Note: this will be the final such weekly listing. In future the hundreds of capsule film reviews that have appeared over the past year and a half will be posted as a permanent resource on the web site.
Video pick of the week—find it in your video store
Macbeth (1948)—Orson Welles shot this low-budget version of Shakespeare's play in 23 days for Republic Pictures, which usually made cheapie Westerns. The lack of money and the unadorned sets reduced the film to basics—dark, primitive, brutal, in a unidentified barbaric era. Welles (who plays Macbeth) called it a "charcoal sketch" of the play. Undoubtedly influenced by the just-concluded World War II, it shows a shadow-filled world in which murderers rule. With Jeanette Nolan, Dan O'Herlihy, and Roddy McDowall. (MJ)
Asterisk indicates a film of exceptional interest. All times are EDT.
A&E = Arts & Entertainment, AMC = American Movie Classics, FXM = Fox Movie Channel, HBOF = HBO Family, HBOP = HBO Plus, HBOS = HBO Signature, IFC = Independent Film Channel, TCM = Turner Classic Movies, TMC = The Movie Channel, TNT = Turner Network Television
Saturday, December 25
6:00 am (FXM)— Heaven Can Wait (1943)—Don Ameche stars as a dead man seeking entry to hell, who recounts in flash back what he thinks has been a life full of sin. With Gene Tierney and Charles Coburn. Directed by Ernst Lubitsch. (DW)
*1:15 pm (HBOP)— Last Action Hero (1993)—Arnold Schwarzenegger vehicle that proves to be a delight. A boy goes to a movie theater and meets his idol—an action hero—who steps out of the screen and takes him back in. A good action film that spoofs the genre and plays with the tension between movies and reality. It also includes hilarious sendups of Olivier's Hamlet and Bergman's The Seventh Seal. Directed by John McTiernan. (MJ)
*2:30 pm (AMC)— Rio Bravo (1959)—Classic Howard Hawks western, with John Wayne as a sheriff, Angie Dickinson as a dance-hall girl, Dean Martin as a drunk and singer Ricky Nelson joining forces to thwart a jail-break and other crimes. Much first-rate dialogue by Leigh Brackett and Jules Furthman. (DW)
*3:30 pm (A&E)— The Searchers (1956)—John Ford classic. John Wayne and Jeffrey Hunter search for Wayne's niece, taken by Indians. Natalie Wood plays the girl. An essential American film. (DW)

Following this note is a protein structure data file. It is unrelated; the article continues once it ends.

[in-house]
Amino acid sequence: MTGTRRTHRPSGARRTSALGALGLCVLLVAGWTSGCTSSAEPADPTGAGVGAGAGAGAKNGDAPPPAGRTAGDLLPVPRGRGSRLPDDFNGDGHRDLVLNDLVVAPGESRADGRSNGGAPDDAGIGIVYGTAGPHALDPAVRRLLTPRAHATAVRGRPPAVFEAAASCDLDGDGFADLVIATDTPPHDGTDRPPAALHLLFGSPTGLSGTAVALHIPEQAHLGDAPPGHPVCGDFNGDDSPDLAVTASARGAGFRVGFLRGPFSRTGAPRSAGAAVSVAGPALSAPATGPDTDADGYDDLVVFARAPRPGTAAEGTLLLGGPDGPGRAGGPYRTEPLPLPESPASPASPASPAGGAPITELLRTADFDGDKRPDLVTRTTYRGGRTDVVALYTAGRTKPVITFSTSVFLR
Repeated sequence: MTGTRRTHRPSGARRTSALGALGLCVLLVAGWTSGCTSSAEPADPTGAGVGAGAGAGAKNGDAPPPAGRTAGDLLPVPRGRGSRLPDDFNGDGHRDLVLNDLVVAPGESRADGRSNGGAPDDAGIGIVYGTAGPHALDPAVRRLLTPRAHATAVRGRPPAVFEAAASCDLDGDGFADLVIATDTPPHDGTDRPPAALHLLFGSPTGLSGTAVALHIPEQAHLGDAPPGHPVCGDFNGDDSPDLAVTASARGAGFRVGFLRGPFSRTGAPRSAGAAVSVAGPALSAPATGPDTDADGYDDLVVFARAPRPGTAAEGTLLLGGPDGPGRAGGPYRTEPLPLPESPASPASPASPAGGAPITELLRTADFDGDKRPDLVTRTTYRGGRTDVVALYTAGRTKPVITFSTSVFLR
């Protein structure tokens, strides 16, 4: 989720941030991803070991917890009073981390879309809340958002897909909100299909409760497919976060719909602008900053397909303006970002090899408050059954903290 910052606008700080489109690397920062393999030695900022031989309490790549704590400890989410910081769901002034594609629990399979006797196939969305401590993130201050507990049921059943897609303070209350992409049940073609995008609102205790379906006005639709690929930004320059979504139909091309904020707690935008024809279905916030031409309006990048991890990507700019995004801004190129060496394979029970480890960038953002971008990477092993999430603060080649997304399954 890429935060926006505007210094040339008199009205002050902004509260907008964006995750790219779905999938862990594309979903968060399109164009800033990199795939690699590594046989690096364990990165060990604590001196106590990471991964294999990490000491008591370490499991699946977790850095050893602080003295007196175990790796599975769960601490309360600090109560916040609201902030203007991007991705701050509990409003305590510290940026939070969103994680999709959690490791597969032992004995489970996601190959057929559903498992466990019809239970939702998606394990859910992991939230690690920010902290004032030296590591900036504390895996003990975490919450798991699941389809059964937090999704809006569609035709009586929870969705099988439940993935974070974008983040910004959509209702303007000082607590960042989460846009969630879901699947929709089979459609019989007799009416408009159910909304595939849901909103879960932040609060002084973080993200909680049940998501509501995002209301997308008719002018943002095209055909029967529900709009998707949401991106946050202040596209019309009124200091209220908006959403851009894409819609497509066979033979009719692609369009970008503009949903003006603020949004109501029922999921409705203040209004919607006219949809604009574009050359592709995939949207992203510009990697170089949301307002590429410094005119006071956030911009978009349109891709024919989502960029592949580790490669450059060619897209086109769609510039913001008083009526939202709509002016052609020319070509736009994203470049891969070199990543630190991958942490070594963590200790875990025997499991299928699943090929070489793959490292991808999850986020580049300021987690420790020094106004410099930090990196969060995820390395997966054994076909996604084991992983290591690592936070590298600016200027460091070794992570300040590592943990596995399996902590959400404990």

8:00 pm (TCM)— Dial M for Murder (1954)—A lesser film by Alfred Hitchcock, with Ray Milland as a husband who plots his wife's death. Grace Kelly is the wife who, when the plot fails, falls under suspicion of murder. With Bob Cummings. (DW)
10:00 pm (FXM)— The Razor's Edge (1946)—An overlong film, with some embarrassingly silly moments, but also some extraordinarily believable ones. With Tyrone Power, looking for the meaning of life, Gene Tierney, Anne Baxter. Directed by Edmund Goulding, from the novel by Somerset Maugham. (DW)
*10:00 pm (TCM)— Suspicion (1941)—Joan Fontaine is a new bride who believes her husband, Cary Grant, is trying to kill her. According to the book, he was, but Hollywood's production code forbid it. With Nigel Bruce; directed by Alfred Hitchcock. (DW)
*12:00 am (TCM)— The Birds (1963)—Alfred Hitchcock's terrifying drama about swarms of birds attacking humans in a small northern California town. With Rod Taylor, Tippi Hedren and Jessica Tandy. (DW)
2:15 am (TCM)— Marnie (1964)—Tippie Hedren is a woman who can't stop stealing and Sean Connery is her employer, and admirer, who is trying to figure out why. The story traces her problem to psychological trauma. Alfred Hitchcock directed. (DW)
Sunday, December 26
7:00 am (A&E)— Of Human Bondage (1934)—Bette Davis stars as the waitress with whom doctor Leslie Howard becomes "inexplicably" enamored. An interesting film, directed by John Cromwell, but W. Somerset Maugham's story is pretty stupid and insensitive. (DW)
*10:00 am (TCM)— Detour (1945)—Edgar G. Ulmer, German expatriate and legendary denizen of Hollywood's Poverty Row, directed this remarkable low-budget work. Tom Neal is a drifter who becomes tragically involved with Ann Savage—and Fate—while hitch-hiking from one coast to the other. Not to be missed. (DW)
*11:15 am (TCM)— The Red Badge of Courage (1951)—John Huston's intelligent adaptation of Stephen Crane's Civil War novel, about a young soldier in the Union army who runs from his first encounter with the enemy, but comes to terms with his fear. (DW)
*12:30 pm (TCM)— A Night at the Opera (1935)—Along with Duck Soup, one of the Marx Brothers' best efforts. Unfortunately, a silly, uninteresting love story occasionally gets in the way. Directed by Sam Wood; with the inimitable Margaret Dumont, also Kitty Carlisle and Alan Jones. (DW)